Salem’s Secrets

by Sheri

As the bus rumbled north along the winding streets of Massachusetts, one young woman sat alone in the front seat reading a book. Behind her, the other girls and boys from her school were laughing, talking, playing cards, and singing along with the radio. They were enjoying the bus ride more than they were looking forward to their final destination. After all, in high school, field trips were all about the getting there, not the educational tours that would follow, no matter how exciting the place might be. In fact, on this field trip the bus ride was even more important because it had been three weeks since school had ended. Some of these students hadn’t seen each other since, so they were anxious to catch up. Having a field trip during the summer was unusual, but this was an advanced placement class and an additional amount of work, even if it was in the form of a field trip, was the norm.

The bus was headed for Salem, Massachusetts, home of the infamous witch trials. Their class was going to be able to see the actual site where the unfortunate innocents had been put to death over 300 years ago. They would also tour the Salem Witch Museum, and get a tour of the Nathaniel Hawthorne’s famous House of Seven Gables.

The young woman sitting by herself at the front of the bus had been looking forward to the trip ever since her family had moved to Boston two months ago. Her father had finally retired from the Marine Corps and accepted a position with a private security firm. Having been raised in the military, she was used to moving a lot. What she wasn’t quite as used to was the amount of time it was taking her to make new friends. When she had been moving from military base to military base, making new friends had been easy. In those schools the other students had been used to being the new kid so they were much quicker to accept other new kids. Things hadn’t been as easy here. These kids weren’t used to having new people show up, especially with only a month left in the school year. This field trip was probably her last chance to find someone to hang out with for the rest of the summer.

Samantha Rogers had known from the first day in her new school that she wasn’t likely to have anyone to spend her summer with. She had resigned herself to long, lazy days on the beach, or in a hammock in the backyard, with her favorite companion, a book. With the occasional day spent helping out her father. He didn’t think that she should have a part-time job, but he wasn’t against her working with him occasionally. Her father had very specific ideas about how Sam should spend her time, and what her future held. That was one of the reasons Sam was on this field trip, or rather, why she had taken the advanced placement history course. Sam was extremely intelligent. She didn’t go out of her way to show her intelligence but it was there. Even though she had entered the school with only one month left, Sam had been able to not only catch up to the other students, but surpass most of them as well. It was another mark against her in the making friends department, but it meant that she would be entering her senior year as one of the top students in her class. Next year she would be able to take a few college courses in addition to her high school courses. Sam hoped that by getting a few of those college courses out of the way early her father would allow her to go to college before she enlisted in the Marines. Sam knew that the Marines were a part of her future, her father expected it. She was his only child, and girl or not, she would be a Marine. Luckily for her, she didn’t really mind. She had been born and raised a Marine after all. She enjoyed the discipline required, both physically and mentally, and it showed. Her grades were a testament to the mental discipline, and her body to the physical.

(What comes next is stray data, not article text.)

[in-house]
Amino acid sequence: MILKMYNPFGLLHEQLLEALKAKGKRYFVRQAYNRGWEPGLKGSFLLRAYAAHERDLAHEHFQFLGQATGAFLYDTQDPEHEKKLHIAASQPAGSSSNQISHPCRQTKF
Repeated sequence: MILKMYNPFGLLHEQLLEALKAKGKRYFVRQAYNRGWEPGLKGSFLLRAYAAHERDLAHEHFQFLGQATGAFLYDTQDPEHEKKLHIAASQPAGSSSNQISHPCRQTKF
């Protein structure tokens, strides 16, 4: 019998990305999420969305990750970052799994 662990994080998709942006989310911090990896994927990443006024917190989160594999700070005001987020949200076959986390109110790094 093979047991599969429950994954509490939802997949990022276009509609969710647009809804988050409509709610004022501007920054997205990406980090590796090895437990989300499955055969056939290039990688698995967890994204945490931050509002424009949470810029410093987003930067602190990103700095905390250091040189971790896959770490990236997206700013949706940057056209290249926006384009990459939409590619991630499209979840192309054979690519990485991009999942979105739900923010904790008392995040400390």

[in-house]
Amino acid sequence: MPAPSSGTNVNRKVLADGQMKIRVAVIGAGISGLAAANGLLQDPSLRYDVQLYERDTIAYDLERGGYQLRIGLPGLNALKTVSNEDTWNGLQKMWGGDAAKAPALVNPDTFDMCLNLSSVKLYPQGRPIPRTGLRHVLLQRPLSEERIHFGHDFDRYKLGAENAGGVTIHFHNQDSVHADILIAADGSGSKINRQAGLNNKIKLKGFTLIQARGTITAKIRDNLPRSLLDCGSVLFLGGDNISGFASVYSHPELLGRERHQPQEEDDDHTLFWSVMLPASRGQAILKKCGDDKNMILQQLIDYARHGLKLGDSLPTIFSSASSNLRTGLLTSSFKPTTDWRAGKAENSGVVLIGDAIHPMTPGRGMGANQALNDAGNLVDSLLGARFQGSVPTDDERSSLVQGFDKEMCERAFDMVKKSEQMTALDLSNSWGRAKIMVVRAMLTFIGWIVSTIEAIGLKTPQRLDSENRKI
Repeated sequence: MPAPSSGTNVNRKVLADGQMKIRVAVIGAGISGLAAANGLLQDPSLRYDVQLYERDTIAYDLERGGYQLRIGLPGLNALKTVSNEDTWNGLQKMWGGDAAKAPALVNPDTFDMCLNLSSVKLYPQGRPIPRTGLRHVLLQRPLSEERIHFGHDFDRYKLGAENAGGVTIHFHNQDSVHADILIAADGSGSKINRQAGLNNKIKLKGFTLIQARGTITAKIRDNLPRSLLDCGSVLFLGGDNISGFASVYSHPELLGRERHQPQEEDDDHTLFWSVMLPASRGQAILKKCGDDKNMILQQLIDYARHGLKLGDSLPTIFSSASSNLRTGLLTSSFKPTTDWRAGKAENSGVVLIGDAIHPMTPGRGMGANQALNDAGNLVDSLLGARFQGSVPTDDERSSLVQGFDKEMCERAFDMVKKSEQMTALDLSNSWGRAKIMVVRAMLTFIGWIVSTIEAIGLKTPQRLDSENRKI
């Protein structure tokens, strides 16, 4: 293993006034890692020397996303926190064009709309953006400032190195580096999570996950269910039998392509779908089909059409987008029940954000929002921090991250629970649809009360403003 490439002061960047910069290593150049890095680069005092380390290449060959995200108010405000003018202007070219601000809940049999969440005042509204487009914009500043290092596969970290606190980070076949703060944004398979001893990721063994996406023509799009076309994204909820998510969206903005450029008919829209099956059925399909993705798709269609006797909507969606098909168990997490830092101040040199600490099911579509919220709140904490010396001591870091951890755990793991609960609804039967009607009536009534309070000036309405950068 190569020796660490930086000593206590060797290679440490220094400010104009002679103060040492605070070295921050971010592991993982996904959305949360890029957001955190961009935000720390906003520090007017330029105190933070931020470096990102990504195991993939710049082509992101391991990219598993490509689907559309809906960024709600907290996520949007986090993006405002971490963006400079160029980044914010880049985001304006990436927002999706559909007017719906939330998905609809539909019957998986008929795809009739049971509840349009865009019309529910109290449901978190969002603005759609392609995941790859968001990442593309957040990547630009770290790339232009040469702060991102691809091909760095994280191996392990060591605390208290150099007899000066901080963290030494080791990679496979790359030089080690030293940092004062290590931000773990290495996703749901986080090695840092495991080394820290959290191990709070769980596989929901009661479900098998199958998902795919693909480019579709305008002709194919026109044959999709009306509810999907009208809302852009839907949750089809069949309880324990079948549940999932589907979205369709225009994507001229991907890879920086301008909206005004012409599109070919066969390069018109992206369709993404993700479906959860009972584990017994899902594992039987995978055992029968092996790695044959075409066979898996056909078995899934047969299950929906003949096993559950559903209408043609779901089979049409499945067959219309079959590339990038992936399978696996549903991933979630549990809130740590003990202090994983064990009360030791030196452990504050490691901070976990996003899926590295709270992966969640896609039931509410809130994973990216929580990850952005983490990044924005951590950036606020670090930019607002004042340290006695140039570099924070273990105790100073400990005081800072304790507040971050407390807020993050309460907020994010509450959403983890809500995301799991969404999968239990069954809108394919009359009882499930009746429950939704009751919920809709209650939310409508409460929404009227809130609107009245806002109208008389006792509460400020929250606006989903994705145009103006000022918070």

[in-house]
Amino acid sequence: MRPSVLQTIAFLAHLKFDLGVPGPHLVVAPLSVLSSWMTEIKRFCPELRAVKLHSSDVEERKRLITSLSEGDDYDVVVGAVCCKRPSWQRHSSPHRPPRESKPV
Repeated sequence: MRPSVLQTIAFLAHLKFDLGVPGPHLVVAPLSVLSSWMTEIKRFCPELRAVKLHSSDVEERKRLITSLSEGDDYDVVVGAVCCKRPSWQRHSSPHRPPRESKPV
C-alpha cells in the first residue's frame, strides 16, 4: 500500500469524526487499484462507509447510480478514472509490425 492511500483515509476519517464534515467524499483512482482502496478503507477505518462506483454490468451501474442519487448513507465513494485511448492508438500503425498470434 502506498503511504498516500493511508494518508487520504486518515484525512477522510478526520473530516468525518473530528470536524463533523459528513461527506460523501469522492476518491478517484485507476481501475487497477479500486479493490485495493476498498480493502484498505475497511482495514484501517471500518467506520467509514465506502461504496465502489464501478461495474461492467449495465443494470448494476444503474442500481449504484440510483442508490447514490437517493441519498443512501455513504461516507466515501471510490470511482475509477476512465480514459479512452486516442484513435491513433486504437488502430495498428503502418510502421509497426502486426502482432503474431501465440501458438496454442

Sam wasn’t someone you would normally associate with physical power. Mainly because she was short. Her blonde hair, green eyes, and quick smile were also deceptive. No one ever noticed her strength until, and unless, she wanted them to. Sam’s father had raised her as the son he didn’t have, and that included physical training. Her mother had been able to instill some femininity in her, but for the most part Sam would rather be like her father.

As she matured, Sam was realizing that there was another area in which she was more like her father than her mother. Unfortunately, it was also an area that could keep her out of the military if it were known. Boys were of no interest to her, except as competition, but she was beginning to have a real eye for (and way with) the ladies. Sam was more and more certain that when she fell in love, the head over heels kind that people write about in books and sing about in songs, it was going to be with a woman. Of course, she wasn’t completely against stereotypes; the woman of her dreams was tall, dark, and handsome. Wonder Woman for the 21st century, in fact, Xena: Warrior Princess would do nicely. People were always telling her she looked like Gabrielle anyway. Might as well make fiction a reality.

Their teacher, Mrs. DeMarco, had been content to let Sam be alone for awhile. She was hoping that another student would make some attempt to break through Sam’s defenses, but no one had. Finally, she leaned over from the other front seat and said,


Sam didn’t seem to hear her so she tried again, "Sam?"

Sam heard her this time, "Yes."

"What are you reading?"